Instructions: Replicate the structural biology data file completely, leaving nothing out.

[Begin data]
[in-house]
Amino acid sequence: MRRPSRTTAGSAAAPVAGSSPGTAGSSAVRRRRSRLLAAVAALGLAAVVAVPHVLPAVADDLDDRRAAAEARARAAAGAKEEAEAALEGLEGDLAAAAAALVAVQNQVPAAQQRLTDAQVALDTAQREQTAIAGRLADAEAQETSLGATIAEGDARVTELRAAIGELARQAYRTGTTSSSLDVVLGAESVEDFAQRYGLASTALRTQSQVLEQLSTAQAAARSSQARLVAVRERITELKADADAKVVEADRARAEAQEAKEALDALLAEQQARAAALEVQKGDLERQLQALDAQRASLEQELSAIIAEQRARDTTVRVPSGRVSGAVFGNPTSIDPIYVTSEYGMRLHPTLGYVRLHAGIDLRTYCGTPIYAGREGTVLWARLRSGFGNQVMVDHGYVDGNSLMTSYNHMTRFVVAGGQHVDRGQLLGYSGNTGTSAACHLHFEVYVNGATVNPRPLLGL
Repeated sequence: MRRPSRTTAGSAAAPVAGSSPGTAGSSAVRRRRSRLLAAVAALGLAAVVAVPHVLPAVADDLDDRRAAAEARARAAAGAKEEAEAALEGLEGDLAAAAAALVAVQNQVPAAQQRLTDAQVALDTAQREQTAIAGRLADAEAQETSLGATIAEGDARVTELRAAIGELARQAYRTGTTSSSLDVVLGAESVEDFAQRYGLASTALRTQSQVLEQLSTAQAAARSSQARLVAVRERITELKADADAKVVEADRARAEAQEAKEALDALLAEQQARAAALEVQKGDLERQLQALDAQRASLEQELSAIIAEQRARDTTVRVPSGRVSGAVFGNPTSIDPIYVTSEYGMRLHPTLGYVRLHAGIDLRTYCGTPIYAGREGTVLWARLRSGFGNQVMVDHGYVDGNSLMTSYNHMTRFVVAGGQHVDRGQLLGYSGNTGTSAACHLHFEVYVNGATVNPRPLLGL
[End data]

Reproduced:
[in-house]
Amino acid sequence: MRRPSRTTAGSAAAPVAGSSPGTAGSSAVRRRRSRLLAAVAALGLAAVVAVPHVLPAVADDLDDRRAAAEARARAAAGAKEEAEAALEGLEGDLAAAAAALVAVQNQVPAAQQRLTDAQVALDTAQREQTAIAGRLADAEAQETSLGATIAEGDARVTELRAAIGELARQAYRTGTTSSSLDVVLGAESVEDFAQRYGLASTALRTQSQVLEQLSTAQAAARSSQARLVAVRERITELKADADAKVVEADRARAEAQEAKEALDALLAEQQARAAALEVQKGDLERQLQALDAQRASLEQELSAIIAEQRARDTTVRVPSGRVSGAVFGNPTSIDPIYVTSEYGMRLHPTLGYVRLHAGIDLRTYCGTPIYAGREGTVLWARLRSGFGNQVMVDHGYVDGNSLMTSYNHMTRFVVAGGQHVDRGQLLGYSGNTGTSAACHLHFEVYVNGATVNPRPLLGL
Repeated sequence: MRRPSRTTAGSAAAPVAGSSPGTAGSSAVRRRRSRLLAAVAALGLAAVVAVPHVLPAVADDLDDRRAAAEARARAAAGAKEEAEAALEGLEGDLAAAAAALVAVQNQVPAAQQRLTDAQVALDTAQREQTAIAGRLADAEAQETSLGATIAEGDARVTELRAAIGELARQAYRTGTTSSSLDVVLGAESVEDFAQRYGLASTALRTQSQVLEQLSTAQAAARSSQARLVAVRERITELKADADAKVVEADRARAEAQEAKEALDALLAEQQARAAALEVQKGDLERQLQALDAQRASLEQELSAIIAEQRARDTTVRVPSGRVSGAVFGNPTSIDPIYVTSEYGMRLHPTLGYVRLHAGIDLRTYCGTPIYAGREGTVLWARLRSGFGNQVMVDHGYVDGNSLMTSYNHMTRFVVAGGQHVDRGQLLGYSGNTGTSAACHLHFEVYVNGATVNPRPLLGL